• Platforms: Next, you need to select the platforms to which you want to send the notification. Users on the selected platform will receive the notification. You can choose iOS, Android, or both. Simply select the checkbox next to your preferred platforms.

For One-time Notifications, you need to add details for the below fields:

  • Targeting: Here, you need to select the target audience for the notification. You can choose either of the two options. The first option will select all users who have enabled push notifications, which will send your notification to all users who have agreed to receive notifications and are on the selected platform. On selecting this option, you will see the expected target group size in the same box. The second option is to target users on the basis of segmentation. If you opt for this method, you will be required to add details of the desired segmentation.
  • Segmentation: If you opt for segmentation-based targeting, you will need to additionally select one of the below options, as well as select when you wish to determine the number of users:
    • Cohort(s): This will send the notification to all users within the specified Cohort(s).
    • Geolocation(s): This will send the notification to all the users within specified geographic location(s). The Geolocation feature is used for this purpose. This option is shown only if the Geolocation feature is enabled.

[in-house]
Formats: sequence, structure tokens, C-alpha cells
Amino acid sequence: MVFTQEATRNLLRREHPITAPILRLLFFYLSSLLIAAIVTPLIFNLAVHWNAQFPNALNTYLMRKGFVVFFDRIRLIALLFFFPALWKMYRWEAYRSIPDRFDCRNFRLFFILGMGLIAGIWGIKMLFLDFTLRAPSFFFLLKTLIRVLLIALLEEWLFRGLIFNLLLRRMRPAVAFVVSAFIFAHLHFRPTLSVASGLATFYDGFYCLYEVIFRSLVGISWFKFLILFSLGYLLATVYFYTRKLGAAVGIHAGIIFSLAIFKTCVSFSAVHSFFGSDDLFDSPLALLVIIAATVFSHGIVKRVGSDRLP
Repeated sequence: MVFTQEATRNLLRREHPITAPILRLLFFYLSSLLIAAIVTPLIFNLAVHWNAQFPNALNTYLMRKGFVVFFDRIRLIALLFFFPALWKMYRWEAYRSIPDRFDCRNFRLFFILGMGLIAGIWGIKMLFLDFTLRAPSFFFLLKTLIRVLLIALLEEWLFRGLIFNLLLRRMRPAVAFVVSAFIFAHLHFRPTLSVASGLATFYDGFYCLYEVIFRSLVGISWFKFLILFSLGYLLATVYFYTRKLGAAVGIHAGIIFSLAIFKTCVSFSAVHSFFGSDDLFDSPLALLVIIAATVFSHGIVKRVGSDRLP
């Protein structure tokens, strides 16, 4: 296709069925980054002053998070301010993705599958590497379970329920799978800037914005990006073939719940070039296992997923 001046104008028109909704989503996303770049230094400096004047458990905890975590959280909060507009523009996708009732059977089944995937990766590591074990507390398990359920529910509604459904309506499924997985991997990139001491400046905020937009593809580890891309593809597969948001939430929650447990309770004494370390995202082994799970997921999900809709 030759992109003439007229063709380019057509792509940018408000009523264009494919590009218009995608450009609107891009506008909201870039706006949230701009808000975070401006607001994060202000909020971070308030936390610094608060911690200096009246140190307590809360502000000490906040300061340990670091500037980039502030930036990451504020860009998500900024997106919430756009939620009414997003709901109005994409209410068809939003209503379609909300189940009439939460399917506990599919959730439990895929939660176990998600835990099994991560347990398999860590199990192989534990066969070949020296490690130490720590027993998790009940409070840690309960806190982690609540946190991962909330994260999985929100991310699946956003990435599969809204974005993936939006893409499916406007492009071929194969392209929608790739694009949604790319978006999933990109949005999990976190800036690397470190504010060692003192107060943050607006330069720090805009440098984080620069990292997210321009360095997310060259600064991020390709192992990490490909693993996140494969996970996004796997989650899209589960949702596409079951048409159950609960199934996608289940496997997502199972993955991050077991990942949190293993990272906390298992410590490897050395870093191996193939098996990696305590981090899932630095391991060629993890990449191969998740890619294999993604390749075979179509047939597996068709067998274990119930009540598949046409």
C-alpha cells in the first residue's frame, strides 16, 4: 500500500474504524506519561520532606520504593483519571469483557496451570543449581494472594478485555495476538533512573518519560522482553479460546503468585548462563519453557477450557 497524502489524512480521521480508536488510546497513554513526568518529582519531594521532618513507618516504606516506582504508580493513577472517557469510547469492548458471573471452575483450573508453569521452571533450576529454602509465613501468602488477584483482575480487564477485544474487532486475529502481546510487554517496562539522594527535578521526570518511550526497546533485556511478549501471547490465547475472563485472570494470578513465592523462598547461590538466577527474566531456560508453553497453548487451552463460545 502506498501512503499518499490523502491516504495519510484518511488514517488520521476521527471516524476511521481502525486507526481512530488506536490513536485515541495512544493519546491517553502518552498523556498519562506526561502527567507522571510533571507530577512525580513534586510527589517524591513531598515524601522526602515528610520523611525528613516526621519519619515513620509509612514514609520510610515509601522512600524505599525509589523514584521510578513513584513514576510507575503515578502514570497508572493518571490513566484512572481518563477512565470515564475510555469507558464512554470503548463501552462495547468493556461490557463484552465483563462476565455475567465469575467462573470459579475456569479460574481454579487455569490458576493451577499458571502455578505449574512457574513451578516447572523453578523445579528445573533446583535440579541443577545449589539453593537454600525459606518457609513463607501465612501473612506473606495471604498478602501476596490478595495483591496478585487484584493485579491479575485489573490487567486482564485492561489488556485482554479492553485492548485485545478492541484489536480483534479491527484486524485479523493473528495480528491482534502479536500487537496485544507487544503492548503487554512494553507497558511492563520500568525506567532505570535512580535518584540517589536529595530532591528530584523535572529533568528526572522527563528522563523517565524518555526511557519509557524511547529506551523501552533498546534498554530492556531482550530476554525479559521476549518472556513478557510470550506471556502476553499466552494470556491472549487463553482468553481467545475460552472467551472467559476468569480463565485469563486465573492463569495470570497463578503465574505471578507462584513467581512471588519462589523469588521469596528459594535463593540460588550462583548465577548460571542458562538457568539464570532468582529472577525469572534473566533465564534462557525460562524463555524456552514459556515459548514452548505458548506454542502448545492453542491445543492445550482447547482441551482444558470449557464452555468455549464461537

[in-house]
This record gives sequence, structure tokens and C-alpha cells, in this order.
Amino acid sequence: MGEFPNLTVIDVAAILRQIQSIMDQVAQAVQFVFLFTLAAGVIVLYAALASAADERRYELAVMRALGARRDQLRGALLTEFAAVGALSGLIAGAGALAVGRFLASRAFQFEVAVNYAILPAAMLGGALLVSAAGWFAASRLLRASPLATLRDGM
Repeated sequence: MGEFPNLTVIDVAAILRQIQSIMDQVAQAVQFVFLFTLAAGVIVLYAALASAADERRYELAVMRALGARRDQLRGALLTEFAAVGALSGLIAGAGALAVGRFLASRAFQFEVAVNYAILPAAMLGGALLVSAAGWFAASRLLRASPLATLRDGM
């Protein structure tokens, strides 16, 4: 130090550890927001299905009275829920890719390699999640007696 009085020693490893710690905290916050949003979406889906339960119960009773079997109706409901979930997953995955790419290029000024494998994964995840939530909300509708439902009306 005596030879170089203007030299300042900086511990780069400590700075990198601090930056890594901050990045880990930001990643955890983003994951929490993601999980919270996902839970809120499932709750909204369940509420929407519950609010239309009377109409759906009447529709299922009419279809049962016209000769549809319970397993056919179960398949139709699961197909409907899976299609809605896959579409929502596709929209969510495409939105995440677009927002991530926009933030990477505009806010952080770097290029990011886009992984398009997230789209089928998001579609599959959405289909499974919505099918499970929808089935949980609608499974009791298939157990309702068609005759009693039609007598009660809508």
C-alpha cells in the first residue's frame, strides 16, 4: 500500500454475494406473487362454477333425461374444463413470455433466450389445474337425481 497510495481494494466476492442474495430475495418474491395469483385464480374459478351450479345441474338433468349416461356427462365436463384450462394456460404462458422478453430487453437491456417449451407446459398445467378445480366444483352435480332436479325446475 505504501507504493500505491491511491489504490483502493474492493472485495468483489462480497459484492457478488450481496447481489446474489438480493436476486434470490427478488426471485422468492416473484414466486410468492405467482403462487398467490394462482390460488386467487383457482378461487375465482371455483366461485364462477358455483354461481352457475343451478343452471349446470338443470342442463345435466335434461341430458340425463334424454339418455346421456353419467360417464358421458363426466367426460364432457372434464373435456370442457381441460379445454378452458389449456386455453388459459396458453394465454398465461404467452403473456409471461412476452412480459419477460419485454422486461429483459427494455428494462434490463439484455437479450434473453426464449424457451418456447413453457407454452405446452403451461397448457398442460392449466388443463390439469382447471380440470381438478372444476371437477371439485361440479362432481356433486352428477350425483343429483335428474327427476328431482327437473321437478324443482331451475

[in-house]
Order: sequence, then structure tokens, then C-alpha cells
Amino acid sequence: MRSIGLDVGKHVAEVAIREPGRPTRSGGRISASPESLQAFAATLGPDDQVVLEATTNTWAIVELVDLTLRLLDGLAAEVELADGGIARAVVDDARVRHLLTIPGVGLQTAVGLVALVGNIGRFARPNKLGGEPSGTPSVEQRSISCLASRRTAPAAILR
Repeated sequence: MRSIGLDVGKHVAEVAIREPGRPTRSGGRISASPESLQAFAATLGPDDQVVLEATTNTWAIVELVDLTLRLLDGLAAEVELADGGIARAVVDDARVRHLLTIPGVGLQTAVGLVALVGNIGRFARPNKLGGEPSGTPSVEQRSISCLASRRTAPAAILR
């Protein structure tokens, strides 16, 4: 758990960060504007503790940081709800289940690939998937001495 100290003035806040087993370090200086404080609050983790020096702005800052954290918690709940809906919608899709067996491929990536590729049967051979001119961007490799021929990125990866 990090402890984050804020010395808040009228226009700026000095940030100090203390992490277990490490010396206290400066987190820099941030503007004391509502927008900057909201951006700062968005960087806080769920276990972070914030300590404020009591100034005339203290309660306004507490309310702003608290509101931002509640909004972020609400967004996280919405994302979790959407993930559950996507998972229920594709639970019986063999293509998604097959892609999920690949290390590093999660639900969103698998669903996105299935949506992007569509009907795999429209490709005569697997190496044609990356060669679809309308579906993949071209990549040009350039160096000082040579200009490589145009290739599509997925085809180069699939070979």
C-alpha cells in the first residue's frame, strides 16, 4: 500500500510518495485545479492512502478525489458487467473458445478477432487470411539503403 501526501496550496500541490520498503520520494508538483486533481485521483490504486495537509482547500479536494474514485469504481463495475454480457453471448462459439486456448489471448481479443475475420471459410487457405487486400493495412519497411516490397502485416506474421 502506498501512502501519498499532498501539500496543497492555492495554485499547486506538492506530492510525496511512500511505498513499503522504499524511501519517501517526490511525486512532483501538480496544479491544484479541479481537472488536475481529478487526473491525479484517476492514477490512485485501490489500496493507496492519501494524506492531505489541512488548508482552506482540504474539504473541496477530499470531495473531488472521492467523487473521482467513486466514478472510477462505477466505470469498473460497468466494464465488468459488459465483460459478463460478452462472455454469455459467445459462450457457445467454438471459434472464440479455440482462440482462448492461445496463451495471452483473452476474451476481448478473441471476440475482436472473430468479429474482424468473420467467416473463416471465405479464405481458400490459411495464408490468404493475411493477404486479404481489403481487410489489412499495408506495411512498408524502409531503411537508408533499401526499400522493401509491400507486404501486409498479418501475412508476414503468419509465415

• When to determine the users, i.e., whether you want to determine the users at this stage or at a later stage to identify the number of users who will receive the notification.

For Automated Notifications, you can toggle the Geolocation selection to send push notifications to users within a set geolocation. If you opt to include this, you will need to use the dropdown to determine the targeted regions. Additionally, instead of Targeting as in the one-time notifications setup, you need to select Triggers, requiring details to be added to the below fields:

  • Cohort Entry: Triggered when a user enters any of the cohorts you select.
  • Cohort Exit: Triggered when a user exits from any of the cohorts you select. If one of the cohorts related options is selected, then the cohort dropdown is shown and the user selects one or more cohorts to set a trigger. It is important to note here that the Cohort(s) needs to be created prior to setting up the notification.
  • Performed Event(s): Triggered when a user performs specified Events.

Selecting a specific trigger will lead to one or more of the below additional details being required:

  • Delivery Date Calculation: Here, you need to determine the criterion in relation to which the delivery date will be calculated. You will need to select your preferred option between Relative to the date Event arrived to the server or to select Relative to the date Event occurred on a device.
  • Behavior when Trigger condition is no longer met: This determines what happens to the push notification when the conditions of the selected trigger are no longer met, and is required for Cohorts-based triggers. You can choose Send anyway to resend the notification when a user enters or exits a Cohort for a second time. Or you can choose to Cancel when a user enters selected cohort(s) back to send the notification only the first time the user enters/exits a Cohort.